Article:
Here, to provide novel insights into the worldwide historical demography of P. vivax populations, we analyzed the genomic variations of 447 human P. vivax strains from 21 different countries. We also included 19 P. vivax-like strains from great apes to explore P. vivax evolutionary history from its origins to contemporary time and to specifically assess whether the parasite origin is consistent with the out-of-Africa or out-of-Asia hypothesis. To our knowledge, this dataset provides the most comprehensive characterization of P. vivax and P. vivax-like population genetic structure and diversity worldwide, with the identification of two distinct non-recombining P. vivax-like clades that circulate in sympatry among great apes. Our results demonstrate that P. vivax is a sister clade of P. vivax-like and is not included within the radiation of P. vivax-like, as previously suggested (33, 35). Last, several lines of evidence from summary statistics on geographic trends in P. vivax worldwide genetic variation support the hypothesis of a serial founder effect from a single origin in Southeast Asia.

RESULTS AND DISCUSSION

P. vivax and P. vivax-like genomic data and diversity

We processed and analyzed genome-wide data from 1154 P. vivax isolates sampled from all around the world. This dataset included 20 newly sequenced African isolates (Mauritania, n = 14; Ethiopia, n = 3; and Sudan, n = 3) because the worldwide sampling lacked P. vivax isolates from Africa [only 3 isolates from Madagascar (20) and 24 from Ethiopia (21)]. P. vivax samples were from 21 countries (769 from Asia, 338 from America, and 47 from Africa) (table S1). To trace P. vivax genetic ancestry, we also included 27 genome sequences of P. vivax-like isolated from African great apes (n = 10 newly sequenced in our laboratory and n = 17 from public databases: Gabon, n = 11; Cameroon, n = 5; and Ivory Coast, n = 1) (35, 37).

Because of the heterogeneity of DNA enrichment methods and sequencing technologies used to obtain the sequences in these datasets, our genome-wide data exhibited a broad range of sequencing depth coverage (fig. S1A). Therefore, to obtain reliable results, we retained only full-genome sequences with a minimum average sequencing depth of at least 5×. This reduced the P. vivax isolates from 1154 to 473 and the P. vivax-like isolates from 27 to 20. Then, we discarded isolates and variants with a fraction of missing call rate of >50% (fig. S1B). The final dataset included 466 full-genome sequences (447 for P. vivax and 19 for P. vivax-like isolates; Fig. 1A) in which we identified 2,005,455 high-quality single-nucleotide polymorphisms (SNPs).

Fig. 1 Geographical origin of Plasmodium isolates and patterns of genomic variation.

(A) Country of origin of the 447 P. vivax and 19 P. vivax-like isolates used in this study. Within each country, isolates were collected at different locations. The chimpanzee pictogram represents African P. vivax-like isolates. (B) Local variation of genetic relatedness along the genome of P. vivax isolates visualized by multidimensional scaling (MDS) based on the local PCA approach (39). Each point represents a non-overlapping genomic window of 100 SNPs. On the basis of the variation of the MDS-1 coordinate, each window was classified in two groups: subtelomeric hypervariable region (orange) and core region (purple). (C) Genome scan of the SNPs on chromosome 5 (left y axis) identified for both P. vivax and P. vivax-like. The gray area in the background shows the total number of SNPs identified (left y axis), and the black line represents the number of SNPs shared by the two species. The right y axis represents the MDS-1 coordinates against the middle point of each window. Windows were classified in the subtelomeric hypervariable region (orange) or the core region (purple).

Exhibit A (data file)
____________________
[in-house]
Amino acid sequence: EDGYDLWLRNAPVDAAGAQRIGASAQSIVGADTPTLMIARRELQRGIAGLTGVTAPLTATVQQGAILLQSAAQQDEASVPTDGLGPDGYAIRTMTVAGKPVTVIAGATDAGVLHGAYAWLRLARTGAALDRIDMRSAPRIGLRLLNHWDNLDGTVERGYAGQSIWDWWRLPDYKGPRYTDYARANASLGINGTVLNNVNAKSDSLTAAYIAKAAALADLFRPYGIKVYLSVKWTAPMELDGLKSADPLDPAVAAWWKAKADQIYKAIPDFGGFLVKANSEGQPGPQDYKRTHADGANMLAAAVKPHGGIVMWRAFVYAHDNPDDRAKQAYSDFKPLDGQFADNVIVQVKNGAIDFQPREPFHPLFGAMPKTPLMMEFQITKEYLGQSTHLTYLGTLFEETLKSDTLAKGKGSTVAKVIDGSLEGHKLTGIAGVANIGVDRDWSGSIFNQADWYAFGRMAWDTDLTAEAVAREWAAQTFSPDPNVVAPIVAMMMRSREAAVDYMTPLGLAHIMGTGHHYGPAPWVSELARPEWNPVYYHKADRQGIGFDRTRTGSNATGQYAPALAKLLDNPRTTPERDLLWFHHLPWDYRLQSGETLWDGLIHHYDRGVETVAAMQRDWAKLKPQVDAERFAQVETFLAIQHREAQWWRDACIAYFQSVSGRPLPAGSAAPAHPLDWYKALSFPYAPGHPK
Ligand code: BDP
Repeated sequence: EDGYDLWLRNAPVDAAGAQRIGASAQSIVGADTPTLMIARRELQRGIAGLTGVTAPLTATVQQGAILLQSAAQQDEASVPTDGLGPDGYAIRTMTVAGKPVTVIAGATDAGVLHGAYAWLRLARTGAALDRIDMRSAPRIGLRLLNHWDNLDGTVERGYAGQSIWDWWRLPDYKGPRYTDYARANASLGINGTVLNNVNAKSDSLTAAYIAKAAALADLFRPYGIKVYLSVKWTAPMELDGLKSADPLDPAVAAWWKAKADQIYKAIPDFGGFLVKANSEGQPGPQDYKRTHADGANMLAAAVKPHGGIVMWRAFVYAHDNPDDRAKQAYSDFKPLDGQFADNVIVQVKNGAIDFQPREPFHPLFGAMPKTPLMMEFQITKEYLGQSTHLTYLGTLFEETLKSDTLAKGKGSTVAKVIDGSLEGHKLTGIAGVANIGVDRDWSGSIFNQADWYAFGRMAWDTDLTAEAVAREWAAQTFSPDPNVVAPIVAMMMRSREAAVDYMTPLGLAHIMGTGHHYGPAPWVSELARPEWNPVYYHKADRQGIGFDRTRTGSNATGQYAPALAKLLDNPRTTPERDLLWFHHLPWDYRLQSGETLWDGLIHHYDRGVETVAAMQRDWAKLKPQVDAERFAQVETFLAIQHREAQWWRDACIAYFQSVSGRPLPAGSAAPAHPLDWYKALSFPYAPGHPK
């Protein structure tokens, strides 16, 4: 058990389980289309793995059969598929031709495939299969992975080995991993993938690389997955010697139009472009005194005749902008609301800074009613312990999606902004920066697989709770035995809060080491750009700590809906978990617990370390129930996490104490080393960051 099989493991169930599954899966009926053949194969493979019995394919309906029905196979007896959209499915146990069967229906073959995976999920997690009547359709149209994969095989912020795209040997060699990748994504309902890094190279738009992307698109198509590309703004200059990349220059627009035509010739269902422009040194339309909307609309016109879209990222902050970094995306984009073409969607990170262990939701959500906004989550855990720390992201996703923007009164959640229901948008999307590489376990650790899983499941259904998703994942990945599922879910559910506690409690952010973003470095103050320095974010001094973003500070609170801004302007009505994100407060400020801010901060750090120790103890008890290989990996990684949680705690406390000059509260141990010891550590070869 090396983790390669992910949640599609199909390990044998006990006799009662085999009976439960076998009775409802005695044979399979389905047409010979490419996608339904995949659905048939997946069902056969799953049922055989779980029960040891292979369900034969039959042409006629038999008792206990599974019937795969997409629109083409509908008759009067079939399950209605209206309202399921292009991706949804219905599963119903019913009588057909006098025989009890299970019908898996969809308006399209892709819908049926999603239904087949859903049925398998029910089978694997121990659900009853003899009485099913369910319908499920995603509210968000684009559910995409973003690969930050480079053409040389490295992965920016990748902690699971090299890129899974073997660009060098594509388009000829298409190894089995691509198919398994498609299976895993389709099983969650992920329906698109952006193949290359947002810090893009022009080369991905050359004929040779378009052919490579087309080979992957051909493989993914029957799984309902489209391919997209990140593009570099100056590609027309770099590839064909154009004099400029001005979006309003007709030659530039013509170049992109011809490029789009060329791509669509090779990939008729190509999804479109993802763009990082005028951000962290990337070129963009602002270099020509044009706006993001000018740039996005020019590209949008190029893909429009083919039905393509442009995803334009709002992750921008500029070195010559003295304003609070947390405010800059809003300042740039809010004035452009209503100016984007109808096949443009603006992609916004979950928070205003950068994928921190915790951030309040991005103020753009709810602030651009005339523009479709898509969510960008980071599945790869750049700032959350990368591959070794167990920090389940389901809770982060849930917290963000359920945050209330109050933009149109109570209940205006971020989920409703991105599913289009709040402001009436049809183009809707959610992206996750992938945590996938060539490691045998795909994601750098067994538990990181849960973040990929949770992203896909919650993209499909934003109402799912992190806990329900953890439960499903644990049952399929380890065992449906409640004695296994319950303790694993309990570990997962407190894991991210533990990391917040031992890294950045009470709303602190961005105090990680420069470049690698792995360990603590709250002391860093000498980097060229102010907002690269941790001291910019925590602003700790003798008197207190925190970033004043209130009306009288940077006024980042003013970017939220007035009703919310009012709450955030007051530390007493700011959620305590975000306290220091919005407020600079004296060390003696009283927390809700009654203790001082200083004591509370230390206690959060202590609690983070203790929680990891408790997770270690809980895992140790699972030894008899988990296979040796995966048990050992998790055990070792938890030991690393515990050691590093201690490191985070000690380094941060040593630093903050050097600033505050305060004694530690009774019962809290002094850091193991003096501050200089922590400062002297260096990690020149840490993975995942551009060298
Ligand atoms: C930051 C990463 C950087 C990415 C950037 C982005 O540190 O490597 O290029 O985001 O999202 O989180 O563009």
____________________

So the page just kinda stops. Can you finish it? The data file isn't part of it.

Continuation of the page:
The P. vivax genome has a heterogeneous genetic structure

Population structuration and demographic fluctuations have a global impact on genomic variations in natural populations. Conversely, local heterogeneity can be observed in genomic regions due to nonrandom factors, including structural chromosomal features, such as chromosomal inversions and heterochromatin, or due to selective forces that affect the local genetic diversity and recombination (38). These factors can lead to local genome variations in the genetic ancestry and in the relatedness of individual strains, confounding global patterns of genetic diversity and population structure. We identified potential local variations in individual relatedness along the genome using a local principal components analysis (PCA) (39). We detected contrasted patterns of individual relatedness along the P. vivax genome that defined two main genomic partitions: a small partition localized mainly at the subtelomeric ends of each chromosome (in orange in Fig. 1, B and C) and a larger partition at the center of each chromosome that encompassed 80% of the total SNP set (hereafter called the “core region,” in purple in Fig. 1, B and C). The subtelomeric regions that we identified as having distinct ancestry from the rest of the genome also coincided with hypervariable genomic regions (in orange in Fig. 1C and fig. S2). These regions are known to include hypervariable repetitive regions that often cause genotyping errors. Their exact coordinates have only been reported on a former version of the P. vivax genome assembly (19). The differences in genetic ancestry and strain relatedness provided by the two partitions were evident when looking at the local PCA (fig. S3). While the population structure recovered from the core regions displayed interpretable genetic patterns that were consistent with previous studies (19, 20), the genetic picture obtained from the SNPs in the subtelomeric hypervariable regions was much harder to interpret. Therefore, we excluded these regions from the subsequent analyses that focused only on the core regions on the central chromosomal region (table S2). This region represented ~21 Mb of the genome and included 1,610,445 high-quality SNPs (~1 SNP every 13 bp).